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Alabama Housing Finance Authority’s Affordable Income Subsidy Grant

The AHFA also offers a grant to help out with closing costs for lower-income borrowers, which can also be used with its Step Up loans. Borrowers earning below 50% of the median income for the area they’re buying a home in — as judged by Freddie Mac, which you can view here — are eligible for a grant of up to 1% of their loan amount. Borrowers earning between 50% and 80% of their new area median income are eligible for a reduced grant of up to 0.5% of the loan amount.


  • 640 minimum credit score
  • 45% or lower debt-to-income ratio
  • Household income below 80% of your area
  • Homebuyer education course completion

Pros and cons


 Grant that doesn’t need to be repaid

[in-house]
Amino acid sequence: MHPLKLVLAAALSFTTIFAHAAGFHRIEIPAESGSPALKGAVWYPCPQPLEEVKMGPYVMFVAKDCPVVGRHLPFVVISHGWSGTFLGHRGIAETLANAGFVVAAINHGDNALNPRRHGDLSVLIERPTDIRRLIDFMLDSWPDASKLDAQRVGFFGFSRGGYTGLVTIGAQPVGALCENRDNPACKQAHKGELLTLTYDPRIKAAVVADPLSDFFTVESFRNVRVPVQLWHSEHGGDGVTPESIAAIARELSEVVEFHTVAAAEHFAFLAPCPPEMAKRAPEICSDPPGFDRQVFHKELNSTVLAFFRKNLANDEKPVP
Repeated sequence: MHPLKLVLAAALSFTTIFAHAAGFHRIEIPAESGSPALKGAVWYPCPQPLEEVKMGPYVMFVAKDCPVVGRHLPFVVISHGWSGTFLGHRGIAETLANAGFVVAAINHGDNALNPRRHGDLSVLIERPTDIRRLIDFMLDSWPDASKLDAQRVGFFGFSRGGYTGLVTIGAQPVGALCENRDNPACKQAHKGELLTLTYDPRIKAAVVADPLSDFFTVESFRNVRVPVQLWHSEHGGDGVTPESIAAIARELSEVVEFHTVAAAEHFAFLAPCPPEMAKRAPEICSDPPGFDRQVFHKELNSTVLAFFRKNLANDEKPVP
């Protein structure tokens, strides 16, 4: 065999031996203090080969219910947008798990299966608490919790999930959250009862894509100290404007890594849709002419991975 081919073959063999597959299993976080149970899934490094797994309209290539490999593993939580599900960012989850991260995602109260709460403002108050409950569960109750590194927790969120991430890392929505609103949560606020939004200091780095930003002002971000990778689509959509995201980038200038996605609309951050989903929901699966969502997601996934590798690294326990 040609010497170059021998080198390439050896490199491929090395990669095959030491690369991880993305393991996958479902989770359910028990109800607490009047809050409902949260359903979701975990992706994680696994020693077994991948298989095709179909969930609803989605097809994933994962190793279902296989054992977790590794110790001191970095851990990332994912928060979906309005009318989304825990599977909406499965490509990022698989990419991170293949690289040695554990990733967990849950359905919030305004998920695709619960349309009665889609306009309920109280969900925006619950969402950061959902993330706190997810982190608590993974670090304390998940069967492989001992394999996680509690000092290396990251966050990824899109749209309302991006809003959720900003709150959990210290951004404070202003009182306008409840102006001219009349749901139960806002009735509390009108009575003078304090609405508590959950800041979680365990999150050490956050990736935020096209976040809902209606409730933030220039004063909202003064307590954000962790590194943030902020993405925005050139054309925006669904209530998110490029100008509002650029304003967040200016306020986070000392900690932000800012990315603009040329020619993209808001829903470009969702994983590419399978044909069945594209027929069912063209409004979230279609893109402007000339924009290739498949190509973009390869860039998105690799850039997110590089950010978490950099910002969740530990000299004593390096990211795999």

Can be combined with Step Up program

 Requires good credit

 Can only be used for closing costs

 Reduced grant for certain borrowers

Montgomery Housing Authority Homeownership Program

The Montgomery Housing Authority (MHA) provides housing vouchers and public housing support within Alabama’s capital city. It also offers ongoing financial support for rental housing voucher recipients who are looking to transition into homeownership. The exact amount and nature of the support isn’t made clear on its website, but it will help make your mortgage cheaper for the duration of your loan. Seniors and disabled first-time homebuyers may also find it easier to qualify with relaxed requirements, as well as a longer term of financial support.


  • 620 minimum credit score
  • Must be employed full-time over the past year
  • $14,500 annual income required for at least one household member
  • $2,000 minimum in savings for home purchase and homeownership costs
  • Must currently be receiving assistance through the Housing Choice Voucher program
  • Homebuyer education course and MHA Homeownership Orientation course completion

Pros and cons


 Monthly mortgage stipend

 Grant funds don’t need to be repaid

 Requires at least $2,000 in savings

 Can’t break current lease to buy a home

 Must locate a home to purchase within 90 to 180 days

 Stipend may not last for entire mortgage

City of Mobile’s First-Time Home Buyers’ Program